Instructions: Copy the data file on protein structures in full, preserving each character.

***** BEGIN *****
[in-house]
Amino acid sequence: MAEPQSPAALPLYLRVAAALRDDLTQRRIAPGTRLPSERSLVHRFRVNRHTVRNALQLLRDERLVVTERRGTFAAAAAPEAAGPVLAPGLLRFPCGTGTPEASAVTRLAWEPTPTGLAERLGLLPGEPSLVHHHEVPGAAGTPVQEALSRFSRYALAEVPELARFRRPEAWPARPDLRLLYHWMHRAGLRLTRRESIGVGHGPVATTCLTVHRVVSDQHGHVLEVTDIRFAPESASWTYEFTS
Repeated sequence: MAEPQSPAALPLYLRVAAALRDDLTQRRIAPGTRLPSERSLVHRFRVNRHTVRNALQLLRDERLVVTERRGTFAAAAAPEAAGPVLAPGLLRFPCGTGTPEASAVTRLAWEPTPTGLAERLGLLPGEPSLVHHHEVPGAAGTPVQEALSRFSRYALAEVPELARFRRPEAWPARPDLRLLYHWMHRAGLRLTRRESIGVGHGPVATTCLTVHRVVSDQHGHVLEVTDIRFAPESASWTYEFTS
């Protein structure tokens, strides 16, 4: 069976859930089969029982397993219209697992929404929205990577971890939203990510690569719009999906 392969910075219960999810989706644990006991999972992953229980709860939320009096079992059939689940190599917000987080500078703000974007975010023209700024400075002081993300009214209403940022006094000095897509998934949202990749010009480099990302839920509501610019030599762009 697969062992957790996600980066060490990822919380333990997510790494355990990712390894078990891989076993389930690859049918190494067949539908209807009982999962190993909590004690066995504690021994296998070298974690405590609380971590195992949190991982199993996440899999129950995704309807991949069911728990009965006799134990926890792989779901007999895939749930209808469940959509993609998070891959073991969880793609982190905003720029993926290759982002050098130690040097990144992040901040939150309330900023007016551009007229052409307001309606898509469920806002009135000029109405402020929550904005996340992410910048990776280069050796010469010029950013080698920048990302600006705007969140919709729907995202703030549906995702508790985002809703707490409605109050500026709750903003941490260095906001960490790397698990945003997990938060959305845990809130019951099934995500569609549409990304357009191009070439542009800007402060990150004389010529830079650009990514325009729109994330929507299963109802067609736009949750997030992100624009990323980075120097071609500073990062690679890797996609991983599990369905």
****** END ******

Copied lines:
[in-house]
Amino acid sequence: MAEPQSPAALPLYLRVAAALRDDLTQRRIAPGTRLPSERSLVHRFRVNRHTVRNALQLLRDERLVVTERRGTFAAAAAPEAAGPVLAPGLLRFPCGTGTPEASAVTRLAWEPTPTGLAERLGLLPGEPSLVHHHEVPGAAGTPVQEALSRFSRYALAEVPELARFRRPEAWPARPDLRLLYHWMHRAGLRLTRRESIGVGHGPVATTCLTVHRVVSDQHGHVLEVTDIRFAPESASWTYEFTS
Repeated sequence: MAEPQSPAALPLYLRVAAALRDDLTQRRIAPGTRLPSERSLVHRFRVNRHTVRNALQLLRDERLVVTERRGTFAAAAAPEAAGPVLAPGLLRFPCGTGTPEASAVTRLAWEPTPTGLAERLGLLPGEPSLVHHHEVPGAAGTPVQEALSRFSRYALAEVPELARFRRPEAWPARPDLRLLYHWMHRAGLRLTRRESIGVGHGPVATTCLTVHRVVSDQHGHVLEVTDIRFAPESASWTYEFTS
């Protein structure tokens, strides 16, 4: 069976859930089969029982397993219209697992929404929205990577971890939203990510690569719009999906 392969910075219960999810989706644990006991999972992953229980709860939320009096079992059939689940190599917000987080500078703000974007975010023209700024400075002081993300009214209403940022006094000095897509998934949202990749010009480099990302839920509501610019030599762009 697969062992957790996600980066060490990822919380333990997510790494355990990712390894078990891989076993389930690859049918190494067949539908209807009982999962190993909590004690066995504690021994296998070298974690405590609380971590195992949190991982199993996440899999129950995704309807991949069911728990009965006799134990926890792989779901007999895939749930209808469940959509993609998070891959073991969880793609982190905003720029993926290759982002050098130690040097990144992040901040939150309330900023007016551009007229052409307001309606898509469920806002009135000029109405402020929550904005996340992410910048990776280069050796010469010029950013080698920048990302600006705007969140919709729907995202703030549906995702508790985002809703707490409605109050500026709750903003941490260095906001960490790397698990945003997990938060959305845990809130019951099934995500569609549409990304357009191009070439542009800007402060990150004389010529830079650009990514325009729109994330929507299963109802067609736009949750997030992100624009990323980075120097071609500073990062690679890797996609991983599990369905």